The Switch House
I have put off visiting the Switch House, Tate Modern's new extension, until now. Actually, I should have put it off longer as the experience was deeply underwhelming for me.
The perfect place to sit and contemplate suicide.
Above the Switch House basement space, looking more like a design by Ken Adam for a Bond movie.
Once again the Tate chose Herzog and de Meuron to design this new building and internal galleries from scratch. It sits on the footprint of the old Bankside power station oil tank space. And that is where Herzog and de Meuron have clearly taken their inspiration for the internal areas of the upper floors of the new building. One needs to understand that the original tanks were housed in a harsh reinforced concrete underground space, with little in the way of the comfort or aesthetic quality.
Just a small sampling of the many depressing stairways.
Architects have fallen in love with concrete all over again and lust after the many disastrous buildings of the 1960's. All of the internal spaces at Switch House are built in raw moulded concrete reminiscent of wartime German bunkers and gun emplacements. Perfect for those uses but not to bring joy and to lift the spirits of the many visitors that pass through this building.
Above mean, claustrophobic stairways all clinically lit with bright white LED tubes, making everyone look like they are going down with the flu.
The grim widows and horrid detailing.
The light through the windows is reduced by 50% by the outer airbrick style arrangement coating the exterior of the building, making the common flow areas really gloomy. I would have thought a prerequisite of a gallery space is to create excitement not to depress it, something that Herzog and de Meuron has effortlessly managed to achieve. And then there were lifts. The slowest and erratic ever. In the end, I opted to climb the 10 floors.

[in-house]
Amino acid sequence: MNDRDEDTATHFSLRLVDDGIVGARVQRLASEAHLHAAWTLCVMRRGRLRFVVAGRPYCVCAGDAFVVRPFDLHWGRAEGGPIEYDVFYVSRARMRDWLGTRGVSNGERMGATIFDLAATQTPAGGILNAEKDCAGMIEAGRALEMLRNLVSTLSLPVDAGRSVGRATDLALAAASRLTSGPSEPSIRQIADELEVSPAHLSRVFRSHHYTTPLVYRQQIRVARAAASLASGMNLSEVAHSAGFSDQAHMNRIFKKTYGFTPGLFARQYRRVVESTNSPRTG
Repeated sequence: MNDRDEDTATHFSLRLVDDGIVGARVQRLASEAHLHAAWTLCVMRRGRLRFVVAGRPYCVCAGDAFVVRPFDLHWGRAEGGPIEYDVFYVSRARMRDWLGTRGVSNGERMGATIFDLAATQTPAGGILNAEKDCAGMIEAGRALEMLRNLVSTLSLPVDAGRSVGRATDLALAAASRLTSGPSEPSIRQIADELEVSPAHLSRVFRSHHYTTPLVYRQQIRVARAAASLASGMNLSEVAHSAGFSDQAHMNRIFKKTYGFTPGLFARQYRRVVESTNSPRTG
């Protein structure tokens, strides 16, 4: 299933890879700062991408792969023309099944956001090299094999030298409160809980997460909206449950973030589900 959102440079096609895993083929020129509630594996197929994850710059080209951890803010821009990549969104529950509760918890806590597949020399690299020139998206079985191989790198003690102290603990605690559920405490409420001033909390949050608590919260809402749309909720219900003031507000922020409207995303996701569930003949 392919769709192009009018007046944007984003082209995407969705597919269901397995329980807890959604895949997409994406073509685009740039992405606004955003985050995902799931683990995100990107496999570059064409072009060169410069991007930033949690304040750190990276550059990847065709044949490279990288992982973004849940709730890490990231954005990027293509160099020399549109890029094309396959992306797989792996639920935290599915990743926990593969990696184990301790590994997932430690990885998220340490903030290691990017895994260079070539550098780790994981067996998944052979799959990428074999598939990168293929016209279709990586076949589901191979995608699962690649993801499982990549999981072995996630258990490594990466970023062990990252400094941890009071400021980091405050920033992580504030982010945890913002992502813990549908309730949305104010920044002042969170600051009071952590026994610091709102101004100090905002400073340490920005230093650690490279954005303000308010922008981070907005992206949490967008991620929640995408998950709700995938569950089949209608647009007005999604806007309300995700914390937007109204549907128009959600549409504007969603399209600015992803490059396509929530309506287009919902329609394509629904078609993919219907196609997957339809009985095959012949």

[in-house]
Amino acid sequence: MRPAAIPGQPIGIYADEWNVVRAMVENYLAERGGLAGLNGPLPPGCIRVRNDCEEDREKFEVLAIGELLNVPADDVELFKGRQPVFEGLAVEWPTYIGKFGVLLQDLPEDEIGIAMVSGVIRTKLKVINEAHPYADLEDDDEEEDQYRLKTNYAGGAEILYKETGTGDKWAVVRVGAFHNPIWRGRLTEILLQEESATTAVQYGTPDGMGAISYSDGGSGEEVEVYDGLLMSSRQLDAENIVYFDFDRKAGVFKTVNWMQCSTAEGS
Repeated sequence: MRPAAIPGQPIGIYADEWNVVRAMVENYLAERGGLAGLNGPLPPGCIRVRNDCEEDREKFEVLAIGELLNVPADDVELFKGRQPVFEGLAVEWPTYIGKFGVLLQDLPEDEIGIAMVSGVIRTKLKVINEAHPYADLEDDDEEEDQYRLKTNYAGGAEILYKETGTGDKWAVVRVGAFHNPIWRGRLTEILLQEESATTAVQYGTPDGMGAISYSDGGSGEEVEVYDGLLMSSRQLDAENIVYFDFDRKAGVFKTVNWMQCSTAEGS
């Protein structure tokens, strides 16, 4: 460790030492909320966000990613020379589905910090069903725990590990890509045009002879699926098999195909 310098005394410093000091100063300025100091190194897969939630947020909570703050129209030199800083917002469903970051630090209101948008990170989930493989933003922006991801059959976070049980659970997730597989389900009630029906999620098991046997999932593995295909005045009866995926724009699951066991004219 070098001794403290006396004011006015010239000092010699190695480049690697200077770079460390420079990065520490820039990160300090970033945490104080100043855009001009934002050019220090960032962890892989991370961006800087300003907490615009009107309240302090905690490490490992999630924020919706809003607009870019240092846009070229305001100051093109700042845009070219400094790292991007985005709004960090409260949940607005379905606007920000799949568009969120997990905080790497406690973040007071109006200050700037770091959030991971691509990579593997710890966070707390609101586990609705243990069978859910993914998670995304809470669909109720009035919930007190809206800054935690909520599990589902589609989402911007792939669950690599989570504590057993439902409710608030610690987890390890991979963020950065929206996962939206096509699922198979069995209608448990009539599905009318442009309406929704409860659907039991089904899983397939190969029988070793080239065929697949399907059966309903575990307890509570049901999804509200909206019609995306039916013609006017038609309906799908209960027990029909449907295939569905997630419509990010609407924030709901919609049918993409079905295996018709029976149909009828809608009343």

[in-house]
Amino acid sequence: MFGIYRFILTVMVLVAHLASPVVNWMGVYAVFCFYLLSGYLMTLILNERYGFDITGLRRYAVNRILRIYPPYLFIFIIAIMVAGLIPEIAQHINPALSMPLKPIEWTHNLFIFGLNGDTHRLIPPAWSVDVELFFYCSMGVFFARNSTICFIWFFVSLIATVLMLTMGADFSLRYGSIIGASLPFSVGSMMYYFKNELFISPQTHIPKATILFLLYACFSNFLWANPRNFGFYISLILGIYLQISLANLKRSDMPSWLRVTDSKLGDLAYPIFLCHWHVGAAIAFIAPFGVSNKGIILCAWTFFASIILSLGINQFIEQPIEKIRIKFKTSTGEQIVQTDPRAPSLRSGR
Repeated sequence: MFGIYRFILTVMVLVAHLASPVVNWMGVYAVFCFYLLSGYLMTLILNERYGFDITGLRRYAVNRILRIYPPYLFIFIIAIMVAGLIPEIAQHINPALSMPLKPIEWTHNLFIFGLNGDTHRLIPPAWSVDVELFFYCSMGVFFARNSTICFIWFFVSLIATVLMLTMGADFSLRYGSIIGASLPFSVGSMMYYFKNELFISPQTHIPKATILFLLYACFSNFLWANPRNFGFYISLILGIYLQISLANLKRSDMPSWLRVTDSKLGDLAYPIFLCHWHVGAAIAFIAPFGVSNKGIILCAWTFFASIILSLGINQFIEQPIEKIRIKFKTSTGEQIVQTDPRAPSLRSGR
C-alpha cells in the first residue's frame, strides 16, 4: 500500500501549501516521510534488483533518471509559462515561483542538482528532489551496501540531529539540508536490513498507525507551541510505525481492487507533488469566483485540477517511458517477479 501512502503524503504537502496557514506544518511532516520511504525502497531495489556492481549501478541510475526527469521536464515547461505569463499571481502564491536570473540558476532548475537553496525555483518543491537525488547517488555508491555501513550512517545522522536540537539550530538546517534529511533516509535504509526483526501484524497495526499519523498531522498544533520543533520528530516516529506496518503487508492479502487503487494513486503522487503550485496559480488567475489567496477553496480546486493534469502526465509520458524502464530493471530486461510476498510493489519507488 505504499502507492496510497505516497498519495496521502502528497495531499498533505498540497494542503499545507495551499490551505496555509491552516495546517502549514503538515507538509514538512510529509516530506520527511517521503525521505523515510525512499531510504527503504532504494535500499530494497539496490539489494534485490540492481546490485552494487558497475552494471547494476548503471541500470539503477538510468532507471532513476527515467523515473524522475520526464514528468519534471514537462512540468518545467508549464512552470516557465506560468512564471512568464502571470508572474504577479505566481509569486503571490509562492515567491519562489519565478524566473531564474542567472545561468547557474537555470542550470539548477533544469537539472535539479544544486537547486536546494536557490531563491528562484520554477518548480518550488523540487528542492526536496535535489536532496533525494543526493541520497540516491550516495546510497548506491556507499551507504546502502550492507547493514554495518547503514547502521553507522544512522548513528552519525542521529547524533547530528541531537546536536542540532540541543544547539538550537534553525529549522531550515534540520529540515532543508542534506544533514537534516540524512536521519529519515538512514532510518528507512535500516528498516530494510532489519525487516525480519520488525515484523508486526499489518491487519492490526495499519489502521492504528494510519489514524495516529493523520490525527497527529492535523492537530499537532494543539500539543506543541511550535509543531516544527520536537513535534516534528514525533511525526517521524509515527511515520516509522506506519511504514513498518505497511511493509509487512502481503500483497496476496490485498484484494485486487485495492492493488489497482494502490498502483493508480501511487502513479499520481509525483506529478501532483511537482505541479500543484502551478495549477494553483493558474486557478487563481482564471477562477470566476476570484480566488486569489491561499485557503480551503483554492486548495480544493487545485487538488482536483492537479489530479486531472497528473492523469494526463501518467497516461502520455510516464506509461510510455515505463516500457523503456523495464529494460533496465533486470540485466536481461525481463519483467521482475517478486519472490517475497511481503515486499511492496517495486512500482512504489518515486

Those bloody lifts.
I was in Venice earlier this year and visited the Punta della Dogana design by Tadao Ando it was an absolutely uplifting and beautiful architectural experience.
He also works extensively with concrete but he handles is with such confidence and elegance plus his detailing down to the smallest item. Something greatly lacking in the Switch House.
Tadao Ando's concrete is beautiful and sparing.
Tadao Ando can really lift the spirits as here at the Modern Art Museum of Fort Worth in Texas
An amusing side issue is the problems caused by the Switch House's 10th-floor external viewing terrace. This looks onto the surrounding London cityscape. But on one side it looks directly into block Neo Bankside, where the luxury flats go for £4.5m a pop.
How the other half live.
But viewing across to these immaculately furnished apartments I was unaware of any sign of life. Apparently many are just London flats for the international jet set. On the street, 12 floors below there were people sleeping in doorways inside cardboard boxes.